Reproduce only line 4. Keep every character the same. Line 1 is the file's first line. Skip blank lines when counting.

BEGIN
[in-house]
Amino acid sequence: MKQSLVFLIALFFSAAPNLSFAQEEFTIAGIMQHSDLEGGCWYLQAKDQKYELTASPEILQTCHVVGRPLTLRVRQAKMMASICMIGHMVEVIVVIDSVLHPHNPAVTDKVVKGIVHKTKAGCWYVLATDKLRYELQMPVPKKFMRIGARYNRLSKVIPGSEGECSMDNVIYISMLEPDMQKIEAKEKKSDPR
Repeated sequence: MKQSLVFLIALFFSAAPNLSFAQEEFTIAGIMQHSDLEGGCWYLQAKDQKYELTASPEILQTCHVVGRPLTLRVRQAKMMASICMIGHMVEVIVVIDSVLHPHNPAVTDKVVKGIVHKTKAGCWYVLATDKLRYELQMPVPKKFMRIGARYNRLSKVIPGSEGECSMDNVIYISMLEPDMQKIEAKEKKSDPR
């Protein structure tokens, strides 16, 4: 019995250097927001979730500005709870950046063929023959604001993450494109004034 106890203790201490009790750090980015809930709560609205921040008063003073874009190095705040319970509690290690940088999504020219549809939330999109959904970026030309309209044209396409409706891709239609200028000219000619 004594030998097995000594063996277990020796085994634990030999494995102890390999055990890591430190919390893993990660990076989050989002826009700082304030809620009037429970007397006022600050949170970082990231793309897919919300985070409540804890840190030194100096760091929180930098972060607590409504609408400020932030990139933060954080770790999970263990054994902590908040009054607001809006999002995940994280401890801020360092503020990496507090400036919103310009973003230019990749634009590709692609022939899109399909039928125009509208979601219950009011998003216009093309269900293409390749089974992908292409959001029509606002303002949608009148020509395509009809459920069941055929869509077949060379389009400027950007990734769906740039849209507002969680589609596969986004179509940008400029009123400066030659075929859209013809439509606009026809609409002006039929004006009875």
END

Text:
């Protein structure tokens, strides 16, 4: 019995250097927001979730500005709870950046063929023959604001993450494109004034 106890203790201490009790750090980015809930709560609205921040008063003073874009190095705040319970509690290690940088999504020219549809939330999109959904970026030309309209044209396409409706891709239609200028000219000619 004594030998097995000594063996277990020796085994634990030999494995102890390999055990890591430190919390893993990660990076989050989002826009700082304030809620009037429970007397006022600050949170970082990231793309897919919300985070409540804890840190030194100096760091929180930098972060607590409504609408400020932030990139933060954080770790999970263990054994902590908040009054607001809006999002995940994280401890801020360092503020990496507090400036919103310009973003230019990749634009590709692609022939899109399909039928125009509208979601219950009011998003216009093309269900293409390749089974992908292409959001029509606002303002949608009148020509395509009809459920069941055929869509077949060379389009400027950007990734769906740039849209507002969680589609596969986004179509940008400029009123400066030659075929859209013809439509606009026809609409002006039929004006009875």